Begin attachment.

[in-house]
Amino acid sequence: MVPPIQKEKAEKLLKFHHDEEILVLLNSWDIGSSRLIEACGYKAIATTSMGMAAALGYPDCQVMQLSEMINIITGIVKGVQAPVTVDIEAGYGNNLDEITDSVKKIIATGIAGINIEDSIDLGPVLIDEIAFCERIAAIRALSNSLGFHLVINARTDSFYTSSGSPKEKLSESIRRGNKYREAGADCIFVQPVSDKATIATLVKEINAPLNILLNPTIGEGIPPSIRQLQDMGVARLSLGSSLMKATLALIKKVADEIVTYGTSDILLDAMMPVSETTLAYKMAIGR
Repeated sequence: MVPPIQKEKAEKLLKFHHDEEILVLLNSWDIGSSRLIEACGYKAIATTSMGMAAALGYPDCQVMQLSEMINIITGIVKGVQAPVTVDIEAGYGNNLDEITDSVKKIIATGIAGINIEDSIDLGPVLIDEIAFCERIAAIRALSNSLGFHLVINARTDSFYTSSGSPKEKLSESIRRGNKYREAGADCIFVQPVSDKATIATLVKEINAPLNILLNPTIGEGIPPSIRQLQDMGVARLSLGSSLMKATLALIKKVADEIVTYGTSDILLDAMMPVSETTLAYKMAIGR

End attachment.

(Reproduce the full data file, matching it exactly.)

[in-house]
Amino acid sequence: MVPPIQKEKAEKLLKFHHDEEILVLLNSWDIGSSRLIEACGYKAIATTSMGMAAALGYPDCQVMQLSEMINIITGIVKGVQAPVTVDIEAGYGNNLDEITDSVKKIIATGIAGINIEDSIDLGPVLIDEIAFCERIAAIRALSNSLGFHLVINARTDSFYTSSGSPKEKLSESIRRGNKYREAGADCIFVQPVSDKATIATLVKEINAPLNILLNPTIGEGIPPSIRQLQDMGVARLSLGSSLMKATLALIKKVADEIVTYGTSDILLDAMMPVSETTLAYKMAIGR
Repeated sequence: MVPPIQKEKAEKLLKFHHDEEILVLLNSWDIGSSRLIEACGYKAIATTSMGMAAALGYPDCQVMQLSEMINIITGIVKGVQAPVTVDIEAGYGNNLDEITDSVKKIIATGIAGINIEDSIDLGPVLIDEIAFCERIAAIRALSNSLGFHLVINARTDSFYTSSGSPKEKLSESIRRGNKYREAGADCIFVQPVSDKATIATLVKEINAPLNILLNPTIGEGIPPSIRQLQDMGVARLSLGSSLMKATLALIKKVADEIVTYGTSDILLDAMMPVSETTLAYKMAIGR